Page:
. The colorimetric reaction was read at 450 nm on a SpectraMax microplate reader (Molecular Devices, San Jose, CA, USA). Pre-immunization mouse sera and the sera from mice that received the full course of immunization (100 μL, diluted 1:1000 in PBST) were used as negative and positive controls, respectively.
2.8. Preparation of O. viverrini Metacercariae
metacercariae were prepared as described in [4
]. Briefly, cyprinid fishes, from natural sources, were homogenized with an electric blender and then pepsin solution (0.25% pepsin powder, 15% HCl in normal saline solution (NSS)) was added at a ratio of 1:3 volume by volume, followed by incubation at 37 °C for 1 h in a water bath. The digested solution was filtered through 1000, 300, and 106 μm steel sieve meshes. The filtered content obtained by filtering with the 106 μm mesh sieve was washed and repeatedly sedimented with NSS until clear. Sediments were examined for metacercariae under a dissecting microscope. O. viverrini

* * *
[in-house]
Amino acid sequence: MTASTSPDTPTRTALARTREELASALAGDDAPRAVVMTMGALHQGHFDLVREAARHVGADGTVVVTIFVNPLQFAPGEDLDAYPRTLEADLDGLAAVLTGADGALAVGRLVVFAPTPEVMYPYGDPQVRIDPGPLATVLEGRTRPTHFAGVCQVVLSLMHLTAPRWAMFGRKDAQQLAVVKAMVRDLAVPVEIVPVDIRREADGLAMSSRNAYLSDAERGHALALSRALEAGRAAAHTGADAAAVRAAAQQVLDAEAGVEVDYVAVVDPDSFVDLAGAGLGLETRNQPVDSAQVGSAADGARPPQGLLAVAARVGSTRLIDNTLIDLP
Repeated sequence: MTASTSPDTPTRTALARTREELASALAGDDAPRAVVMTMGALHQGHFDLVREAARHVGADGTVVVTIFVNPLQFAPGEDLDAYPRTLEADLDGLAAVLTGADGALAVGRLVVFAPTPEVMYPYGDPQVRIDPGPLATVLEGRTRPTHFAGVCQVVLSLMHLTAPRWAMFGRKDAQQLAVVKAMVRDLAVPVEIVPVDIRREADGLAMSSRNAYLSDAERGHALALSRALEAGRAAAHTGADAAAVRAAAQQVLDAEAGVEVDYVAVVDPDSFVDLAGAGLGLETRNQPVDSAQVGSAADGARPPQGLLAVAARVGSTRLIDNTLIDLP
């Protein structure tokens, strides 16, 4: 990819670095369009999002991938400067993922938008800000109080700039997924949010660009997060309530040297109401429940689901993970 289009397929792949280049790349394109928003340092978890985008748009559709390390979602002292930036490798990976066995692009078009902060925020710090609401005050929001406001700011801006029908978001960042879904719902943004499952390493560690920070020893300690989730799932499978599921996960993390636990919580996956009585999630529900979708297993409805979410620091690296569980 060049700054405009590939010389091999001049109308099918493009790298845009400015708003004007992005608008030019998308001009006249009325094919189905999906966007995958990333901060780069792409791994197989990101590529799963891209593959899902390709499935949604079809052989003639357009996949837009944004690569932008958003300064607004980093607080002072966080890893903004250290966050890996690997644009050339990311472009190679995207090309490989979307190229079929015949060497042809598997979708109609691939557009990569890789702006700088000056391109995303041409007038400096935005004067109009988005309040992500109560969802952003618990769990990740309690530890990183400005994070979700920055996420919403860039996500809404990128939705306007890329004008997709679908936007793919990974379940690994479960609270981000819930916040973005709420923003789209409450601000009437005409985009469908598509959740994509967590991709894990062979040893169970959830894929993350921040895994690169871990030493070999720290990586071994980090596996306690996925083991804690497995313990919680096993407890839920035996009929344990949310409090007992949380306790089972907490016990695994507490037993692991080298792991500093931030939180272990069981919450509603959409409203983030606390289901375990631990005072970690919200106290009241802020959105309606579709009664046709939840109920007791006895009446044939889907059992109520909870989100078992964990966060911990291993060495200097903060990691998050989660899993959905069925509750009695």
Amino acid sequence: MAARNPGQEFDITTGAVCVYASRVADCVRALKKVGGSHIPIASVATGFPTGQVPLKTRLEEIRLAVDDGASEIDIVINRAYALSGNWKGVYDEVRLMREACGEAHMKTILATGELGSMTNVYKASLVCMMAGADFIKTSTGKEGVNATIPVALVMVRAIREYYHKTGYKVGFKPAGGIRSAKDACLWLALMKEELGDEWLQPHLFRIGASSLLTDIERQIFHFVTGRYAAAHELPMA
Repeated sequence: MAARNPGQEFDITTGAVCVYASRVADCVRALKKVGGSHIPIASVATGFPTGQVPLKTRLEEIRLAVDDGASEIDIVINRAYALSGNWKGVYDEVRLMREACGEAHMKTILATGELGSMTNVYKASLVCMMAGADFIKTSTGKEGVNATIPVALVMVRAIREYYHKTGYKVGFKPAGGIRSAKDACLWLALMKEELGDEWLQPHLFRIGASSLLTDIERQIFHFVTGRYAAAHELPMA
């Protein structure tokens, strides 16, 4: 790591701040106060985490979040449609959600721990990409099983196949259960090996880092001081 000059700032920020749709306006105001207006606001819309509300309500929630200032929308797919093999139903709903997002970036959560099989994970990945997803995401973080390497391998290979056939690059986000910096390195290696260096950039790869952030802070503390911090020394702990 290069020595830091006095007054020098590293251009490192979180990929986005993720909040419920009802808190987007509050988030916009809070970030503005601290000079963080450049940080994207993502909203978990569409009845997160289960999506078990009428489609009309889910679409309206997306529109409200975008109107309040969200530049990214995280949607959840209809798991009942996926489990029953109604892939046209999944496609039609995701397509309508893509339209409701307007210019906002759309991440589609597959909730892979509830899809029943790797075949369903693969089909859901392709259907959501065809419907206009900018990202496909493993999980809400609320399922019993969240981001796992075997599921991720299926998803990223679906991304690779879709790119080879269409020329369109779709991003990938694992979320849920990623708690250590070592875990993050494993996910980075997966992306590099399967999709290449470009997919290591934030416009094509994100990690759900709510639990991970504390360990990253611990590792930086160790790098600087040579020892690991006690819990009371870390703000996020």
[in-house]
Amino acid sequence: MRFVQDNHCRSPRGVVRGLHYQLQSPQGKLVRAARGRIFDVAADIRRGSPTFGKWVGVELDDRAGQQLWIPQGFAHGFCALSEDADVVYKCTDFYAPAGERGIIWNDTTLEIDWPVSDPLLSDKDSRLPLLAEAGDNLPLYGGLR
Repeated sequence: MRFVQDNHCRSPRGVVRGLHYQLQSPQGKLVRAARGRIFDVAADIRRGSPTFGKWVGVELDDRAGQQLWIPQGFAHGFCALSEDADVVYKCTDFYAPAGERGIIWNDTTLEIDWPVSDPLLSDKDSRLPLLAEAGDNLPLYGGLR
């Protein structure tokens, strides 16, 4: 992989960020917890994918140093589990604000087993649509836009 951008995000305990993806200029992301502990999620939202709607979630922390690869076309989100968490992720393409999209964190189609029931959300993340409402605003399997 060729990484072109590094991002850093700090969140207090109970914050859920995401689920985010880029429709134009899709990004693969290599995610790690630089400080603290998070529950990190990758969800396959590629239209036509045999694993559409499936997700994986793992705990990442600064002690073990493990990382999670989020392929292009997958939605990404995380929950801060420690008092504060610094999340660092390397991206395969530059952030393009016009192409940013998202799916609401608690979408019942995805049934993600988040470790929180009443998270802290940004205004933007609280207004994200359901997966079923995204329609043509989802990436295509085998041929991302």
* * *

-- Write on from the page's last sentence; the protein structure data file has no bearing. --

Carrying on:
metacercariae were collected and stored in sterile NSS at 4 °C until use.
2.9. Passive Immunization, Challenge, and Specimen Collection
Fifteen male golden Syrian hamsters (Mesocricetus auratus
) 6–8 weeks of age, reared at the animal facility of the Faculty of Medicine, Khon Kaen University, were randomly divided into three groups. Groups 1 and 2 received intraperitoneal administration of the anti-Ov
-TSP-2 mAbs designated 1D6 and 3F5. Group 3 was vaccinated with a commercially purchased mouse monoclonal IgM isotype control (Thermo Fisher Scientific, Waltham, MA, USA). The time course of passive immunization, fluke challenge infection, and specimen collection is shown in Figure 2
. The hamsters were intraperitoneally immunized with a single 200 μg dose of 1D6, 3F5, or control IgM in 500 μL of dH2
O one day before challenge (day −1). The following day (day 0), all immunized hamsters (n
= 5 per group) were challenged with 50 O. viverrini